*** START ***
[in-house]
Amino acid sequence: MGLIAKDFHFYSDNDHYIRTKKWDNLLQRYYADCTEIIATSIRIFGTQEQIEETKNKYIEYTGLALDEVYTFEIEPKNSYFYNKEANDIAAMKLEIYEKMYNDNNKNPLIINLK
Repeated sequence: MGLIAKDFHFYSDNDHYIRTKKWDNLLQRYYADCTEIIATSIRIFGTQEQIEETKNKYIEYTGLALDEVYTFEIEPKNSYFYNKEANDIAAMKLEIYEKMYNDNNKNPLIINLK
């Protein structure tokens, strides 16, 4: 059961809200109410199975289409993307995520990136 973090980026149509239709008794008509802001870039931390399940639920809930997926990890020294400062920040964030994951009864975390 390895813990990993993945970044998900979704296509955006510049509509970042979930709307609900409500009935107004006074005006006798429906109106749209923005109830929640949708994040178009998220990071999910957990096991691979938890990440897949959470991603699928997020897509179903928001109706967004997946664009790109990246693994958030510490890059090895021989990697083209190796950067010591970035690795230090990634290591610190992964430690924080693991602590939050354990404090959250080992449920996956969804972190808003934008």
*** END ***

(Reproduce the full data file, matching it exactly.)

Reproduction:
[in-house]
Amino acid sequence: MGLIAKDFHFYSDNDHYIRTKKWDNLLQRYYADCTEIIATSIRIFGTQEQIEETKNKYIEYTGLALDEVYTFEIEPKNSYFYNKEANDIAAMKLEIYEKMYNDNNKNPLIINLK
Repeated sequence: MGLIAKDFHFYSDNDHYIRTKKWDNLLQRYYADCTEIIATSIRIFGTQEQIEETKNKYIEYTGLALDEVYTFEIEPKNSYFYNKEANDIAAMKLEIYEKMYNDNNKNPLIINLK
């Protein structure tokens, strides 16, 4: 059961809200109410199975289409993307995520990136 973090980026149509239709008794008509802001870039931390399940639920809930997926990890020294400062920040964030994951009864975390 390895813990990993993945970044998900979704296509955006510049509509970042979930709307609900409500009935107004006074005006006798429906109106749209923005109830929640949708994040178009998220990071999910957990096991691979938890990440897949959470991603699928997020897509179903928001109706967004997946664009790109990246693994958030510490890059090895021989990697083209190796950067010591970035690795230090990634290591610190992964430690924080693991602590939050354990404090959250080992449920996956969804972190808003934008």